Structure B-18, Naranjo. The radial building of an E-Group, Structure B-18 bore the famous Hieroglyphic Stairway on this side. Photos: Joel Skidmore. zoom

The massive bulk of Naranjo's Central Acropolis looms over the plaza where Alfonso Escobedo and Jorge Pérez de Lara stand and extends out of the photo to the left.

Posted November 25, 2005

World Monuments Fund has added the sites of Naranjo in Guatemala and Chalcatzingo in Mexico to its World Monuments Watch list of "100 Most Endangered Sites 2006." According to the September 2005 issue of the Fund's quarterly publication World Monuments Icon:

The Maya city of Naranjo was settled in the mid-first millenium B.C., reaching its apogee in the Late Classic Period (ca. A.D. 600-900) when most of its monuments were built. Inscriptions on stelae and altars at the stie chronicle some 345 years of history, from which it is clear that the city's fortunes were tied to its success in war against its rivals Tikal, Caracol, and Calakmul. The site, which has not been fully mapped, is threatened by forest fires, erosion, population encroachment, and looting, which has stripped it of archaeological material and destabilized surviving remains.

On a visit to Naranjo in June of this year, epigrapher Simon Martin could not help but be impressed anew by the site. He related his observations in a message to Mesoweb:

The clearing of undergrowth at Naranjo gives the visitor a clear impression of the sheer scale of Naranjo's architectural core. While mapping attests to its modest extent, its pyramids and palaces are steep and densely packed—more like an ancient Manhattan than the LA-style of widely distributed centers so typical of its peers. We do not know how early these remains might be, but such huge construction elsewhere usually signals a lengthy history and early phases buried deep within later ones. Naranjo's monuments—long since looted or removed for safety—tell of military successes and a fair measure of regional dominance. Yet a fuller picture gained from inscriptions elsewhere shows that it also saw conquest by rivals Calakmul in AD 631 and Tikal in 744, and suffered periods of subordination to these superpowers. An important episode in 693 saw the accession of a five-year-old boy as king under the regency of his mother and the protection of an overlord, the ruler of Calakmul. The young man grew into a successful warrior and commissioned many of the finest monuments erected at the site [see Mesoweb Encyclopedia sub K'ak' Tiliw Chan Chaak].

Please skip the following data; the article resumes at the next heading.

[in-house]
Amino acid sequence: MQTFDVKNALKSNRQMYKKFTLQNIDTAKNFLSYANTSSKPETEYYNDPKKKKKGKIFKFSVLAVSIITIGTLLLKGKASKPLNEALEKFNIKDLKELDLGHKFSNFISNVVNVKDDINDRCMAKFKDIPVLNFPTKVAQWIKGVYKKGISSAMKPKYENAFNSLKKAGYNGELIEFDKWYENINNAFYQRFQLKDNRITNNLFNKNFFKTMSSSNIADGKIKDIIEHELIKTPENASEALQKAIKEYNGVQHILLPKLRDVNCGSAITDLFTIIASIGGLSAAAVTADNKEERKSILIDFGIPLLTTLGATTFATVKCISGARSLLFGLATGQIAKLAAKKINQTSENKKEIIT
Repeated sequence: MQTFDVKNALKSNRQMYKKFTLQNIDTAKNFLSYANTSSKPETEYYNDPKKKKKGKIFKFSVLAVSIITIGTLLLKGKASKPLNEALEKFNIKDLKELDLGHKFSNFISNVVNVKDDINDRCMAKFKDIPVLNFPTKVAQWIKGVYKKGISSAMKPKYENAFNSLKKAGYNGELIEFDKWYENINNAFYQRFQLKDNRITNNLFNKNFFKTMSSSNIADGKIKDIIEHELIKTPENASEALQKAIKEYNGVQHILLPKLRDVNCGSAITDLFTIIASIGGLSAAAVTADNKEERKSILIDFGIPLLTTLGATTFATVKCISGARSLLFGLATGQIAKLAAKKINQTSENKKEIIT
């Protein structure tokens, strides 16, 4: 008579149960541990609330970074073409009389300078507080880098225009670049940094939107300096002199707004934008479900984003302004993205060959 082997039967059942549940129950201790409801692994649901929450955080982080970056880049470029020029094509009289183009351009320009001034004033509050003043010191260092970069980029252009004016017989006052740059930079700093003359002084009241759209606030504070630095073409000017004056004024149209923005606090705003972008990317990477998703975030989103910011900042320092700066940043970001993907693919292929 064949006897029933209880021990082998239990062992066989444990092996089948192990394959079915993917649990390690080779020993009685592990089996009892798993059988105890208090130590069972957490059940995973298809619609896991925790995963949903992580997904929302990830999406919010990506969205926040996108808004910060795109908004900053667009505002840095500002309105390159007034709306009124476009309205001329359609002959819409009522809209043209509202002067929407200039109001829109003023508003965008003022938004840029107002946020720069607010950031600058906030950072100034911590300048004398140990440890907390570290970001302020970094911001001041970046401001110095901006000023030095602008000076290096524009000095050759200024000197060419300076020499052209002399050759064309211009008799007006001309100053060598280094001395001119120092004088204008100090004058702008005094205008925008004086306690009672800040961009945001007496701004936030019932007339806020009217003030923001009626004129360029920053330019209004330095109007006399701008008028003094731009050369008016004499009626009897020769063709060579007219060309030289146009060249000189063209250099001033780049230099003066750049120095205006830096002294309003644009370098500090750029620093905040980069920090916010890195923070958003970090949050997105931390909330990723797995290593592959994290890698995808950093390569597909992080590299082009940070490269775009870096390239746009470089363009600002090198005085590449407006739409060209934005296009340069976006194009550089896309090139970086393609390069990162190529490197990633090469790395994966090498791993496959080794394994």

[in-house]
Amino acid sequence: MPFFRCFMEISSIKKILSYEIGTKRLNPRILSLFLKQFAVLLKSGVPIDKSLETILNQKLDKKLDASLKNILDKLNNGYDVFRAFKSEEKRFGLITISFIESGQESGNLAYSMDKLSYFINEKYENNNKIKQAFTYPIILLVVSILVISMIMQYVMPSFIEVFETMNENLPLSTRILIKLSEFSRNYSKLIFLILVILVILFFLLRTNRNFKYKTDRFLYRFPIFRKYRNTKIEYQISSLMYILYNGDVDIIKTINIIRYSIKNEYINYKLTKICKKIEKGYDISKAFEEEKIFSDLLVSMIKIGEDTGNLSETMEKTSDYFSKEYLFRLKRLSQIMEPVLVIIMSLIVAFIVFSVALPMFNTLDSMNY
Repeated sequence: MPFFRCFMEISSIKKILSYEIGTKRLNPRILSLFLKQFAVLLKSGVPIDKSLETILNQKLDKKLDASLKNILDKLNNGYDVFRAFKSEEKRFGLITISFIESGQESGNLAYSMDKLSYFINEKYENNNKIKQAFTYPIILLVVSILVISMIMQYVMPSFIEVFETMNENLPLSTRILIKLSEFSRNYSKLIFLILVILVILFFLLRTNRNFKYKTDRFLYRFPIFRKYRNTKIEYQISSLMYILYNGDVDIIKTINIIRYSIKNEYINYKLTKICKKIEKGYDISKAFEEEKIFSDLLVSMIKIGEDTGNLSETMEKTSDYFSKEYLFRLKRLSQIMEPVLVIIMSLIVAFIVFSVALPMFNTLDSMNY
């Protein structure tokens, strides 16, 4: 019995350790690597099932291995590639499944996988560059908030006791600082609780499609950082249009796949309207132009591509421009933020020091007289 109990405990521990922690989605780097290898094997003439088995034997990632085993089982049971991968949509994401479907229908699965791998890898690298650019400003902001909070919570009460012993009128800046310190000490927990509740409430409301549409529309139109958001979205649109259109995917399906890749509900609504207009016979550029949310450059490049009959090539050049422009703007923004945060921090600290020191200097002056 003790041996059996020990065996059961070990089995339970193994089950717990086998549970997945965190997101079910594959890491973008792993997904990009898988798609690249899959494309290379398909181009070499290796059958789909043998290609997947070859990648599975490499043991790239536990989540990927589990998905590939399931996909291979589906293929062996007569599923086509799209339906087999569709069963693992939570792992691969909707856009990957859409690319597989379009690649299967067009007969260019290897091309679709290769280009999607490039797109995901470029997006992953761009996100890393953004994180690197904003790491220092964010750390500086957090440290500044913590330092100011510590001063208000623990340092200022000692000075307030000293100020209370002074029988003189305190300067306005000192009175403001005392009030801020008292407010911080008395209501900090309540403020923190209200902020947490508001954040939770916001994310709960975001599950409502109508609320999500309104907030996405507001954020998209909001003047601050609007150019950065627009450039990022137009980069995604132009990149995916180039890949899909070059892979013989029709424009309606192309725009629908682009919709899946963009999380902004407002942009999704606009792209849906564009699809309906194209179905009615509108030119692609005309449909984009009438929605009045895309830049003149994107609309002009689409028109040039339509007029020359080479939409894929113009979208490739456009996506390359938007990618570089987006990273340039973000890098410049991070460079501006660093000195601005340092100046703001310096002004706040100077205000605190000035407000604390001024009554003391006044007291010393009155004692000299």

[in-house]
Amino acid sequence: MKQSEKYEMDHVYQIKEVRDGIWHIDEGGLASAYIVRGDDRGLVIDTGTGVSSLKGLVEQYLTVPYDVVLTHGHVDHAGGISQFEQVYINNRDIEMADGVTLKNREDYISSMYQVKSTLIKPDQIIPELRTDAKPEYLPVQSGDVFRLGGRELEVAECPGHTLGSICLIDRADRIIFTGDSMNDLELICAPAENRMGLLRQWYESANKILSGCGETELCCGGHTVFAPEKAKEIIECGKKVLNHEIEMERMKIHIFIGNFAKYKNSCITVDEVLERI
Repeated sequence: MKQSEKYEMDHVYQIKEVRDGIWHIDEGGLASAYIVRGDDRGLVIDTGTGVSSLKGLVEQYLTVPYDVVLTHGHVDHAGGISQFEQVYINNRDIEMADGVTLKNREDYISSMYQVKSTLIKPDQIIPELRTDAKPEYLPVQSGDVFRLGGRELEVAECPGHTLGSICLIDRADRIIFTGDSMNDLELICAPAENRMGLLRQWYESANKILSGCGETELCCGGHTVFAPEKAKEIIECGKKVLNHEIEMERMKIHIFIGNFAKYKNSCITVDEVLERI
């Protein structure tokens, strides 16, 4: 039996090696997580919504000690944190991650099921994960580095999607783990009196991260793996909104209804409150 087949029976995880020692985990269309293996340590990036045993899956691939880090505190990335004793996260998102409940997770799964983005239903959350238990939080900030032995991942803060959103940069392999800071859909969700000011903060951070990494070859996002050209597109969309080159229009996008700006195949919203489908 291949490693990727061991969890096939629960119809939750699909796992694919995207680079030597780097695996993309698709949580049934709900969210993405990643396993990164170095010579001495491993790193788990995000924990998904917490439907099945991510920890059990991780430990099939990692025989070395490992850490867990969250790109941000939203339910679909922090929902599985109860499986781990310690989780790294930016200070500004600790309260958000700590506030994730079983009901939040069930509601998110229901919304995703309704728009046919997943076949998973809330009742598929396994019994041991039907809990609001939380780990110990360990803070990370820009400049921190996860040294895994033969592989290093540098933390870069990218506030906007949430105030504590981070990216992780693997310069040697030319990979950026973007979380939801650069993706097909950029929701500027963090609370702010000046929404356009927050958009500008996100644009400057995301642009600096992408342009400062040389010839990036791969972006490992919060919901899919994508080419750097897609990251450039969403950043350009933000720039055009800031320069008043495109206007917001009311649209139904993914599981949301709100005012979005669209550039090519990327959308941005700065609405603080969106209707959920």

World Monuments Icon has this to say about Chalcatzingo:

Founded in the mid-second milennium B.C., the ancient Olmec ceremonial center of Chalcatzingo has yielded abundant sculptures that have provided a wealth of information about this early Prehispanic culture, which flourished in central Mexico and along the Gulf Coast in what are now the states of Tabasco and Veracruz between 1500 and 100 B.C. A series of temples, plazas, and a ballcourt have survived at the site, although they are not well preserved.

Despite its importance, Chalcatzingo, which has been poorly investigated, faces an uncertain future as its architectural remains continue to be harvested for modern building projects. Much of the archaeological zone is regularly overrun by cattle from an adjacent ranch. The Morelos state office of Mexico's Insituto Nacional de Antropología e Historia hopes to build shelters over vulnerable remains and control access to the site. Chalcatzingo will remain at risk until plans are drafted for its long-term management and conservation.